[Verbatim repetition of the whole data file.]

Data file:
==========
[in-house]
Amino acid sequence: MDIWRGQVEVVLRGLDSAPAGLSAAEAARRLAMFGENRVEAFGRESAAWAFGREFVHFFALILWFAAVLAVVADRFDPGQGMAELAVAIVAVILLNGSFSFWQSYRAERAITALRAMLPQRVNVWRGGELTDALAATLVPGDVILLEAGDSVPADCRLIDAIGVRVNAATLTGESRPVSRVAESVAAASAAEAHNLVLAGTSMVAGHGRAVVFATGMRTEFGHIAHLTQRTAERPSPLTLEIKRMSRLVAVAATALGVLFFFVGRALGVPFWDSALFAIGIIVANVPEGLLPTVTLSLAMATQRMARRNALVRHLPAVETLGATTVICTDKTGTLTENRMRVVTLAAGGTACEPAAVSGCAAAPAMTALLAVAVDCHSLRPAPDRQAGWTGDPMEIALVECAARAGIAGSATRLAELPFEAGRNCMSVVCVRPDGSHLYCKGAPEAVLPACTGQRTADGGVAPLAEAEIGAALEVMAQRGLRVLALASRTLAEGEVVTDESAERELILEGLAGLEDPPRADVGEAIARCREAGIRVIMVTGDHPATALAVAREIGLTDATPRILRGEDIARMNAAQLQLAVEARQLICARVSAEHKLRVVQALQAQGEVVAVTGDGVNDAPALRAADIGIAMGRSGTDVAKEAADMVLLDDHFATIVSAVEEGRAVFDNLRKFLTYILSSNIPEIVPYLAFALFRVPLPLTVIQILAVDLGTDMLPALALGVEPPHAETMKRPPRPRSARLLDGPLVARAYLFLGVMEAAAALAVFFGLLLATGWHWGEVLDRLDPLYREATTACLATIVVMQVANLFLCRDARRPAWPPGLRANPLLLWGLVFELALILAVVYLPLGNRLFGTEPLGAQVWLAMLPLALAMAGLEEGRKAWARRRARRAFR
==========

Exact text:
[in-house]
Amino acid sequence: MDIWRGQVEVVLRGLDSAPAGLSAAEAARRLAMFGENRVEAFGRESAAWAFGREFVHFFALILWFAAVLAVVADRFDPGQGMAELAVAIVAVILLNGSFSFWQSYRAERAITALRAMLPQRVNVWRGGELTDALAATLVPGDVILLEAGDSVPADCRLIDAIGVRVNAATLTGESRPVSRVAESVAAASAAEAHNLVLAGTSMVAGHGRAVVFATGMRTEFGHIAHLTQRTAERPSPLTLEIKRMSRLVAVAATALGVLFFFVGRALGVPFWDSALFAIGIIVANVPEGLLPTVTLSLAMATQRMARRNALVRHLPAVETLGATTVICTDKTGTLTENRMRVVTLAAGGTACEPAAVSGCAAAPAMTALLAVAVDCHSLRPAPDRQAGWTGDPMEIALVECAARAGIAGSATRLAELPFEAGRNCMSVVCVRPDGSHLYCKGAPEAVLPACTGQRTADGGVAPLAEAEIGAALEVMAQRGLRVLALASRTLAEGEVVTDESAERELILEGLAGLEDPPRADVGEAIARCREAGIRVIMVTGDHPATALAVAREIGLTDATPRILRGEDIARMNAAQLQLAVEARQLICARVSAEHKLRVVQALQAQGEVVAVTGDGVNDAPALRAADIGIAMGRSGTDVAKEAADMVLLDDHFATIVSAVEEGRAVFDNLRKFLTYILSSNIPEIVPYLAFALFRVPLPLTVIQILAVDLGTDMLPALALGVEPPHAETMKRPPRPRSARLLDGPLVARAYLFLGVMEAAAALAVFFGLLLATGWHWGEVLDRLDPLYREATTACLATIVVMQVANLFLCRDARRPAWPPGLRANPLLLWGLVFELALILAVVYLPLGNRLFGTEPLGAQVWLAMLPLALAMAGLEEGRKAWARRRARRAFR